Clarion student gives presentation, raises sickle cell anemia awareness

[vc_row][vc_column width=”1/1″][vc_column_text]In honor of Black History Month, the Mu Phi chapter of Kappa Alpha Psi hosted a program to raise awareness for sickle cell anemia in Gemmell 252 Feb. 24.
The program featured Clarion senior, Loran Jackson, who lives with the disease.
Jackson’s presentation covered information about sickle cell anemia, as well as advice and suggestions about what people can do to help.
Sickle cell anemia is a hereditary blood disorder that occurs when the recessive trait for the disease is inherited from both parents. Sickle cell primarily affects African Americans, due to a hemoglobin mutation once used to help fight malaria.
To demonstrate sickle cell disease, Jackson gave a handful of Skittles to the audience members and said, “This is what normal blood cells look like.”
She instructed the crowd to eat the Skittles before saying, “This is what blood cells with sickle cell are like.”
Sickle cells do not hold a round, circular shape, they actually are shaped like a sickle, which makes blood flow difficult.
This condition can lead to organ damage and painful blood clots also known as a sickle cell crisis, which can be life-threatening.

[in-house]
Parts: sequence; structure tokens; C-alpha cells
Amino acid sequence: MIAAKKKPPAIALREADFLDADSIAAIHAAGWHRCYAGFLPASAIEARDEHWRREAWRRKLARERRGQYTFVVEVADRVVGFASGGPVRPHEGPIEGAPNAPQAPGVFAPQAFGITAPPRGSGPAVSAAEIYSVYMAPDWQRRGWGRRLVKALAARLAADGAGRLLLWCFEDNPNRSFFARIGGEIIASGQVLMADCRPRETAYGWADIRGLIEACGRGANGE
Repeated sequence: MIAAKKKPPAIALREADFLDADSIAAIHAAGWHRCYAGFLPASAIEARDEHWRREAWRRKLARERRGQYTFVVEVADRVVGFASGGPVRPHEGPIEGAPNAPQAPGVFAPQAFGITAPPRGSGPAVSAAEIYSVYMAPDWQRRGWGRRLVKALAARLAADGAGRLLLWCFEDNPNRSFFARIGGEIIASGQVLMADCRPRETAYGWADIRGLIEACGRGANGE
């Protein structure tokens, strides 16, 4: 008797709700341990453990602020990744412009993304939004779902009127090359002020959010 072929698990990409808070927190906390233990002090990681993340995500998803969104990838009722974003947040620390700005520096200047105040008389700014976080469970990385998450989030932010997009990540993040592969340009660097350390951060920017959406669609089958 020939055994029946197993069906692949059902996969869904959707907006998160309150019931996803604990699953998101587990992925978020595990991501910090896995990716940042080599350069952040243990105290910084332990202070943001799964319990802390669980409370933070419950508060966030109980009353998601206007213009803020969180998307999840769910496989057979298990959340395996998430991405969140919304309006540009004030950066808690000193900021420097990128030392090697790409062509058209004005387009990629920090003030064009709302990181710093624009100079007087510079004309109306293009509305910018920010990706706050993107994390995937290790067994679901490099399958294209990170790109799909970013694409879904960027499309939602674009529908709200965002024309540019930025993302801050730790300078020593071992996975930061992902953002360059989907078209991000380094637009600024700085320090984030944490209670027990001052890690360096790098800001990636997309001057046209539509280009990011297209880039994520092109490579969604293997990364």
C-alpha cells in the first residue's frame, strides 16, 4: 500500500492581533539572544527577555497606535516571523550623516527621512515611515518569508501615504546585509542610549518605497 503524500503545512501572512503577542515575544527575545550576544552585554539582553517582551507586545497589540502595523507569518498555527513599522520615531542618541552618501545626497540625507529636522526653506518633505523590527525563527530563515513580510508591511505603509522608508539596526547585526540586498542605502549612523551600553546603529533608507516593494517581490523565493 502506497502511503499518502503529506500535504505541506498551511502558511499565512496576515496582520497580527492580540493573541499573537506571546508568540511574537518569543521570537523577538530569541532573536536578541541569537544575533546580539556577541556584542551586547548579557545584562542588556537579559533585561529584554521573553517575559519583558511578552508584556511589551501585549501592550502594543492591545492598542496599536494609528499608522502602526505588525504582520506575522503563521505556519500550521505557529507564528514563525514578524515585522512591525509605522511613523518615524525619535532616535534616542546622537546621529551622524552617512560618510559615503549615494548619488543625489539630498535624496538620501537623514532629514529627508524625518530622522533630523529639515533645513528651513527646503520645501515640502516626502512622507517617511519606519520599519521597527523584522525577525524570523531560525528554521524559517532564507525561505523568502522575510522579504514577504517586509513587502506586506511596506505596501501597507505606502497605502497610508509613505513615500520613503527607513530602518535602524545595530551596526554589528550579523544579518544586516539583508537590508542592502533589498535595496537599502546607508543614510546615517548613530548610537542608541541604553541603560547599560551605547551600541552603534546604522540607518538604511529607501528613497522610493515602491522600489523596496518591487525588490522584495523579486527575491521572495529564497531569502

Jackson described her experience with sickle cell crisis and displayed many of the medications she must take in order to function through daily life.
Currently, there is no cure for the disease, but it can be treated.
Today, more than 70,000 Americans live with the disease.
“We need to be aware of it,” Jackson said.
The disease is, as Jackson said, “Out of sight, out of mind. You can’t see it, so you don’t know it’s there.”
Often, someone may not know that they have the disease, which was the case with singer-songwriter Tionne ‘T-Boz’ Watkins from TLC, who did not discover she had sickle cell until she was 28 years old.
However, people can be tested for sickle cell anywhere there is a hematologist.
When asked how people can help, Jackson replied, “Donate blood; that’s always appreciated.”
Children with sickle cell disease receive regular blood transfusions, said Jackson, who once had to get 12 different blood transfusions during a hospitalization.
“That’s 12 bags of blood,” Jackson said.
The American Red Cross organization holds blood drives on campus, so students are encouraged to donate for the cause. People can also help by donating books, funds, toys or even just a smile to kids in hospitals.
Sickle cell symptoms usually tend to be worse for children.
Jackson said, “Many children are hospitalized for long periods of time, so any of these donations can help.”
Jackson’s presentation increased awareness and knowledge of sickle cell anemia for those in attendance.[/vc_column_text][/vc_column][/vc_row][vc_row][vc_column width=”1/2″][vc_facebook type=”standard”][/vc_column][vc_column width=”1/2″][vc_tweetmeme type=”horizontal”][/vc_column][/vc_row]

You May Also Like